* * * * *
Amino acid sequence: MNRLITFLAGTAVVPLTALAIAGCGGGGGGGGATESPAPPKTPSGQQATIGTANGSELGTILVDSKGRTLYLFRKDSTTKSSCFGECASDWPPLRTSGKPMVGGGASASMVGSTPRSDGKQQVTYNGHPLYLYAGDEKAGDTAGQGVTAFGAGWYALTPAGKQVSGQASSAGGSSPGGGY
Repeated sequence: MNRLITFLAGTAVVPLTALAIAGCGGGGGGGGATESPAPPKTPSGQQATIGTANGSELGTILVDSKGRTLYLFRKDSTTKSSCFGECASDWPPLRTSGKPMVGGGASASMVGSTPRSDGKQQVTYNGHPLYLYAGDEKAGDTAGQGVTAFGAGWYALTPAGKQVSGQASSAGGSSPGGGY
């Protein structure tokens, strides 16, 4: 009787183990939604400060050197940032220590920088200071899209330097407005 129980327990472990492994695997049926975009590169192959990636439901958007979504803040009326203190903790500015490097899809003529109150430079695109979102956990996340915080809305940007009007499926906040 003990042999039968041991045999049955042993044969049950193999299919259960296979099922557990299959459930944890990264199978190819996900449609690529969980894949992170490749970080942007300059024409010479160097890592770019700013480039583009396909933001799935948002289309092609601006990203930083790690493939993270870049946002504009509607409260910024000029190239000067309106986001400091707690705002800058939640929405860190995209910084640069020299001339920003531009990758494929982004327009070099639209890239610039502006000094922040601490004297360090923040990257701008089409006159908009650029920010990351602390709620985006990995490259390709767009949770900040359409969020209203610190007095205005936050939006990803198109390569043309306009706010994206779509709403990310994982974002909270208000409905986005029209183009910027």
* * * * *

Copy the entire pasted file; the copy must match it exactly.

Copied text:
Amino acid sequence: MNRLITFLAGTAVVPLTALAIAGCGGGGGGGGATESPAPPKTPSGQQATIGTANGSELGTILVDSKGRTLYLFRKDSTTKSSCFGECASDWPPLRTSGKPMVGGGASASMVGSTPRSDGKQQVTYNGHPLYLYAGDEKAGDTAGQGVTAFGAGWYALTPAGKQVSGQASSAGGSSPGGGY
Repeated sequence: MNRLITFLAGTAVVPLTALAIAGCGGGGGGGGATESPAPPKTPSGQQATIGTANGSELGTILVDSKGRTLYLFRKDSTTKSSCFGECASDWPPLRTSGKPMVGGGASASMVGSTPRSDGKQQVTYNGHPLYLYAGDEKAGDTAGQGVTAFGAGWYALTPAGKQVSGQASSAGGSSPGGGY
């Protein structure tokens, strides 16, 4: 009787183990939604400060050197940032220590920088200071899209330097407005 129980327990472990492994695997049926975009590169192959990636439901958007979504803040009326203190903790500015490097899809003529109150430079695109979102956990996340915080809305940007009007499926906040 003990042999039968041991045999049955042993044969049950193999299919259960296979099922557990299959459930944890990264199978190819996900449609690529969980894949992170490749970080942007300059024409010479160097890592770019700013480039583009396909933001799935948002289309092609601006990203930083790690493939993270870049946002504009509607409260910024000029190239000067309106986001400091707690705002800058939640929405860190995209910084640069020299001339920003531009990758494929982004327009070099639209890239610039502006000094922040601490004297360090923040990257701008089409006159908009650029920010990351602390709620985006990995490259390709767009949770900040359409969020209203610190007095205005936050939006990803198109390569043309306009706010994206779509709403990310994982974002909270208000409905986005029209183009910027």